co-chairman of the Cato Institute's Project on Social Security Choice, and
he has been a board member of several Chilean corporations.
Mr. Piñera declined repeated requests to be interviewed for this article.
In an article on the Op-Ed page of The New York Times last month, though,
he extolled the Chilean system as one based on ownership, choice and
responsibility and one that is widely popular because it gives workers a
stake in the economy.
Among other achievements emphasized here by advocates of the privatized
funds are the creation of a modern capital market, cheaper credit for
companies that formerly could turn only to banks when they wanted to expand,
and a brake on deficit spending by the government.
Critics respond that the privatized system has been less successful in
ensuring a dignified retirement for the elderly.
"What we have is a system that is good for Chile but bad for most Chileans,"
said a government official who specializes in pension issues and who spoke
on condition of anonymity, fearing retaliation from corporate interests. "If
people really had freedom of choice, 90 percent of them would opt to go back
to the old system."
Among the complaints most often heard here is that contributors are forced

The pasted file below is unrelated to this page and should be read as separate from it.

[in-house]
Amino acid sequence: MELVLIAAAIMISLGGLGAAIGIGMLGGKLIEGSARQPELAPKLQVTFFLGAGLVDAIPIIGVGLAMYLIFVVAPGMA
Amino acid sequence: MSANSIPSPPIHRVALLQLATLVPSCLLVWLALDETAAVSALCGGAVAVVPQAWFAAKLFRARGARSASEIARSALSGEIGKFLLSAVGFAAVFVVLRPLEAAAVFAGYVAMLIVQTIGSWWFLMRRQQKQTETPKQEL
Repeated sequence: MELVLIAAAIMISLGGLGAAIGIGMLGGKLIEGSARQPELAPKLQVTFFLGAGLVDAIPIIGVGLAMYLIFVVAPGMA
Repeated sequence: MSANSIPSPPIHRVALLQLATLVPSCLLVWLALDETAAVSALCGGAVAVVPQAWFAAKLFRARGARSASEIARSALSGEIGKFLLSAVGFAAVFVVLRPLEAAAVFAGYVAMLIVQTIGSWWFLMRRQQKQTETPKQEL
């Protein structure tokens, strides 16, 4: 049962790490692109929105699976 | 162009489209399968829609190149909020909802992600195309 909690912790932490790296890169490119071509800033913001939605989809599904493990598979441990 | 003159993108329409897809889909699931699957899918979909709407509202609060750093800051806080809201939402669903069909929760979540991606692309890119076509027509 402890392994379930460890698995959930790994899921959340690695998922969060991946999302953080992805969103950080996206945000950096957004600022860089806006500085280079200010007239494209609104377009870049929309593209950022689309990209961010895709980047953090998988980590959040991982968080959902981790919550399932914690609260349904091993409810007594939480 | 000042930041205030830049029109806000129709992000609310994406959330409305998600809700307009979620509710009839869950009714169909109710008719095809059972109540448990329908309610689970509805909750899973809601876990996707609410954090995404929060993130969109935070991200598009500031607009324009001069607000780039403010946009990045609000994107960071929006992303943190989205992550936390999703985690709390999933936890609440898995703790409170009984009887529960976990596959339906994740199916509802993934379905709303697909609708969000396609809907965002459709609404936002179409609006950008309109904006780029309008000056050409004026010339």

to pay exorbitant commissions to the pension funds. Exactly how much goes to
such fees is a subject of debate, but a recent World Bank study calculated
that a quarter to a third of all contributions paid by a person retiring in
2000 would have gone to pay such charges.
But most Chileans are unaware of how much they are paying to the funds
because the lengthy quarterly financial balance sheet they receive "is not
comprehensible," according to Guillermo Larraín, director of the
Superintendency of Pension Funds, a government agency. "It needs to be
replaced by a simple and transparent financial statement," he said, so
workers can determine which fund charges the lowest fees.
In recent years, the number of pension funds has been winnowed to 6 from a
high of 22 in the early 1990's. They have enjoyed record earnings, so much
so that foreign banks and insurance companies are investing in the industry.
While the pension fund association puts the average annual return on assets
just under 30 percent, government figures show profits of 50 percent in
2000, with some independent studies suggesting the funds did that well over
the five-year period ended in 2003.
Proponents of the system justify the high returns as an appropriate reward
for the risk they undertake. But a recent World Bank report, "Keeping the
Promise of Social Security in Latin America," minimized that, noting that
through the 1990's, only three large companies accounted for half of all
shares traded on the Santiago stock exchange and that pension funds tend to
follow a herd instinct and invest in the safest choices on the market.
Government officials like Mr. Larraín and Mr. Scolari acknowledge that
"commissions are high and need to come down." They say that "more
competition is needed" to foster lower fees. But existing regulations
frustrate the creation of new funds - something that seems just fine to